In another twist to an already tortuous narrative, AIAD-MK MLAs met on April 18 to oust Sasikala, their party's currently imprisoned interim general secretary, and T.T.V. Dina,karan, her apparently corrupt nephew and deputy. "We are going to sideline the Di nakaran family for the benefit of the party," says Tamil Nadu finance minister D. Jayakumar, though like many others in the AIADMK, he had once endorsed Di nakaran's meteoric elevation. But the situation had become untenable, as MLAs grew apprehen-sive about the future of the AIADMK government when the Election Commission cancelled the April 12 bypoll in RK Nagar, the former constituency of Jayalalithaa, who died in December 2016, leaving her party, and consequently the state, rudderless. There was sufficient evidence, the EC decided after in-come tax raids on state ministers, that bribery was rampant. Dinakaran was accused of spending nearly Its 90 crore to buy votes. He had already been accused of being willing to pay up to Rs 50 crore to persuade EC officials to rule in the AIAD-MK's favour in the dispute over the party's 'two leaves' symbol.
The dispute was between the party led by Sasikala, Chinnamma to those who saw in her a successor to their beloved Amma, and the breakaway faction led by O. Panneerselvam
(OPS), who was declared chief minister upon her death. Having stood by as his colleagues clamoured for Sasikala to take on Jayalalithaa’s mantle, he staged a startling about-face in February, claiming he had been forced by Sasikala to resign. In the end, OPS did not have the numbers. The Supreme Court, then, made its own dramatic intervention, sentencing Sasikala to four years in prison for corruption, effectively scuppering her bid to be CM.
Now, OPS and chief minister E.K. Palanisamy are in talks to reunite the party. They recognise the AIADMK is in dire straits. At least four ministers are being tracked for illegal cash transactions after demonetisation. Tax inspectors found Rs 152 crore in the homes of ministers and their aides.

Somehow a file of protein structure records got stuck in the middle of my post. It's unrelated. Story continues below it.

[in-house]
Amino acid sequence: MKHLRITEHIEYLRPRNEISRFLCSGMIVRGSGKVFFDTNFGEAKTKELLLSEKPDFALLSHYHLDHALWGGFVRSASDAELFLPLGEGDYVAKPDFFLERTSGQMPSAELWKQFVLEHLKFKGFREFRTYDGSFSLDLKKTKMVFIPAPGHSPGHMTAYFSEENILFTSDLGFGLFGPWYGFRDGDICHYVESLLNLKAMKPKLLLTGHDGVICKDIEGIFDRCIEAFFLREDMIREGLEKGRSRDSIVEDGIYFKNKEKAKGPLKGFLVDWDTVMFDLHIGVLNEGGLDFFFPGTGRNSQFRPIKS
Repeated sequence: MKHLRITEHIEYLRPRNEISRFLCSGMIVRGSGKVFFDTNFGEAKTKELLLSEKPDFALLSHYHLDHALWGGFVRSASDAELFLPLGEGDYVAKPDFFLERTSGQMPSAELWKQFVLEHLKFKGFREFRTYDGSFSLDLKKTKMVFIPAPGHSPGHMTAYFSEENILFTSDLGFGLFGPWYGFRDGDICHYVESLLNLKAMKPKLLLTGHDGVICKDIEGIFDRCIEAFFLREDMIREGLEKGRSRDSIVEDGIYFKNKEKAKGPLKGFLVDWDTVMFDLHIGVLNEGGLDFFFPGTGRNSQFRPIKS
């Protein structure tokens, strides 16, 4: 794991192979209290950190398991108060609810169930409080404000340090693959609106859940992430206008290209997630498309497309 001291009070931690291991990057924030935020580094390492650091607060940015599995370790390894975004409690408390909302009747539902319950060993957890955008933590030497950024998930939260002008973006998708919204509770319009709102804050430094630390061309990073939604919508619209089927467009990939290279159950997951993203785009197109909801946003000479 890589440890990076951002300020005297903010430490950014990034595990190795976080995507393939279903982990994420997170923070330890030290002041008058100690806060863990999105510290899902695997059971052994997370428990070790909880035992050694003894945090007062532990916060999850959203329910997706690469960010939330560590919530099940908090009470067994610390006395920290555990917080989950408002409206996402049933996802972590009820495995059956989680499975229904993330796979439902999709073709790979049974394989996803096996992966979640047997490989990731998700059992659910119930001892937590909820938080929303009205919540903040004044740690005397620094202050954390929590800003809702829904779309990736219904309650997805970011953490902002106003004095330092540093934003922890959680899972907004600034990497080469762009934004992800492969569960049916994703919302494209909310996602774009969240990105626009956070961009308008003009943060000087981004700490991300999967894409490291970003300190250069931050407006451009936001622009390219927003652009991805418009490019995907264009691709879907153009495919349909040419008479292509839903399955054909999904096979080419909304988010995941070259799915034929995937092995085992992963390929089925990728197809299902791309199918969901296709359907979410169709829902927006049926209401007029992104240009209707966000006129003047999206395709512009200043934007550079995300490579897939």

For OPS it became a point of principle that any rapprochement with the AIADMK would sideline Sasikala and her relatives, the so-called ‘Mannargudi mafia’. After the announcement
With Jaya gone, finding common ground is a big ask
that Sasikala and Dinakaran would be kept from government and from playing any role in the party, OPS pronounced it the “first step in our dharma yuddha (fight for justice)”.
Dinakaran appears to have accepted his fate, but the AIADMK has much work ahead to unite the party. For a start, who will be its leader? Will it be OPS, who Jayalalithaa chose thrice as her stand-in and who claims to have the backing of the Central government? Others within the AIADMK, notwithstanding the Dravidian ideology of working towards a casteless society, count it as an asset that Palanisamy represents the Gounders caste.
Finding common ground in a party no longer held together by Jayalalithaa’s charisma and force of will is a tough task. But, since no AIADMK legislator wants to risk an early election, a way will have to be found to prop up the government. Even rivals DMK will not welcome the expense of another election. But the Tamil Nadu government needs to restore its credibility soon or risk losing the confidence and patience of an increasingly restive public.
JAISON G A TOGETHER WE CAN O. Pan nee rselva m (left) with chief minister E.K. Palanisamy